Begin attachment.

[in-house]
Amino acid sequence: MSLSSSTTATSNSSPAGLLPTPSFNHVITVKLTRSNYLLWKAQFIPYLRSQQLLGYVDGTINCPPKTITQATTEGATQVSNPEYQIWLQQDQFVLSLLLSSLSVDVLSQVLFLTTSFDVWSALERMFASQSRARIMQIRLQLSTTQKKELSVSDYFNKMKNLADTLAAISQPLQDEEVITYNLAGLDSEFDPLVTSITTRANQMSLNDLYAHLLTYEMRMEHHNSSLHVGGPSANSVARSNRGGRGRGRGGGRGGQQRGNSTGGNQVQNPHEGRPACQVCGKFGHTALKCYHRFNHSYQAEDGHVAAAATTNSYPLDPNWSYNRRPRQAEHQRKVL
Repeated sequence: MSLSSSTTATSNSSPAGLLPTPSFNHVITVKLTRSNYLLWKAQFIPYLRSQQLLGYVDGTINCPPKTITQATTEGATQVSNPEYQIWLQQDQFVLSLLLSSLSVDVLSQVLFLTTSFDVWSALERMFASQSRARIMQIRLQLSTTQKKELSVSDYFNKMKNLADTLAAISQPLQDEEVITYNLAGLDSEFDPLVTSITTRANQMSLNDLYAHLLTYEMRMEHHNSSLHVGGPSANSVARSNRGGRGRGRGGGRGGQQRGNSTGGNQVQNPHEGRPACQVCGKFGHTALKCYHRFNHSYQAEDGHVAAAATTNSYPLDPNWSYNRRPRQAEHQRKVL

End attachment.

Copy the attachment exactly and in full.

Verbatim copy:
[in-house]
Amino acid sequence: MSLSSSTTATSNSSPAGLLPTPSFNHVITVKLTRSNYLLWKAQFIPYLRSQQLLGYVDGTINCPPKTITQATTEGATQVSNPEYQIWLQQDQFVLSLLLSSLSVDVLSQVLFLTTSFDVWSALERMFASQSRARIMQIRLQLSTTQKKELSVSDYFNKMKNLADTLAAISQPLQDEEVITYNLAGLDSEFDPLVTSITTRANQMSLNDLYAHLLTYEMRMEHHNSSLHVGGPSANSVARSNRGGRGRGRGGGRGGQQRGNSTGGNQVQNPHEGRPACQVCGKFGHTALKCYHRFNHSYQAEDGHVAAAATTNSYPLDPNWSYNRRPRQAEHQRKVL
Repeated sequence: MSLSSSTTATSNSSPAGLLPTPSFNHVITVKLTRSNYLLWKAQFIPYLRSQQLLGYVDGTINCPPKTITQATTEGATQVSNPEYQIWLQQDQFVLSLLLSSLSVDVLSQVLFLTTSFDVWSALERMFASQSRARIMQIRLQLSTTQKKELSVSDYFNKMKNLADTLAAISQPLQDEEVITYNLAGLDSEFDPLVTSITTRANQMSLNDLYAHLLTYEMRMEHHNSSLHVGGPSANSVARSNRGGRGRGRGGGRGGQQRGNSTGGNQVQNPHEGRPACQVCGKFGHTALKCYHRFNHSYQAEDGHVAAAATTNSYPLDPNWSYNRRPRQAEHQRKVL